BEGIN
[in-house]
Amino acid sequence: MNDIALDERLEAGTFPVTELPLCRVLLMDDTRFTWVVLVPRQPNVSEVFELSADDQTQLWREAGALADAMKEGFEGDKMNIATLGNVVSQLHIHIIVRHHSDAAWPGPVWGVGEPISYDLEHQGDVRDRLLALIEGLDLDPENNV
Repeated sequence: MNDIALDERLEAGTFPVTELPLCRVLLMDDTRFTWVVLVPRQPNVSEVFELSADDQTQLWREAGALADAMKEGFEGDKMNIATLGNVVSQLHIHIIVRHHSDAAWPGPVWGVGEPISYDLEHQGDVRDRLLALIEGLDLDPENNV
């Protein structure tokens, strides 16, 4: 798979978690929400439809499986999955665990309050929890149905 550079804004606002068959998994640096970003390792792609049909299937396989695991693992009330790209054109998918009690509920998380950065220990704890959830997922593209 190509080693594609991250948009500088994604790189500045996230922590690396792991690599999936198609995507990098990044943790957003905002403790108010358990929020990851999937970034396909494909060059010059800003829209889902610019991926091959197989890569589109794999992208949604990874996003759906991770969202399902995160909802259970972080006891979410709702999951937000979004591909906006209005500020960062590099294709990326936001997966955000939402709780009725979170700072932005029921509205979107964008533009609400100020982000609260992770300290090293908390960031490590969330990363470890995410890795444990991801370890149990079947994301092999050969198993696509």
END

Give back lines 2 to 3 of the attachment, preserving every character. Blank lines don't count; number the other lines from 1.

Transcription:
Amino acid sequence: MNDIALDERLEAGTFPVTELPLCRVLLMDDTRFTWVVLVPRQPNVSEVFELSADDQTQLWREAGALADAMKEGFEGDKMNIATLGNVVSQLHIHIIVRHHSDAAWPGPVWGVGEPISYDLEHQGDVRDRLLALIEGLDLDPENNV
Repeated sequence: MNDIALDERLEAGTFPVTELPLCRVLLMDDTRFTWVVLVPRQPNVSEVFELSADDQTQLWREAGALADAMKEGFEGDKMNIATLGNVVSQLHIHIIVRHHSDAAWPGPVWGVGEPISYDLEHQGDVRDRLLALIEGLDLDPENNV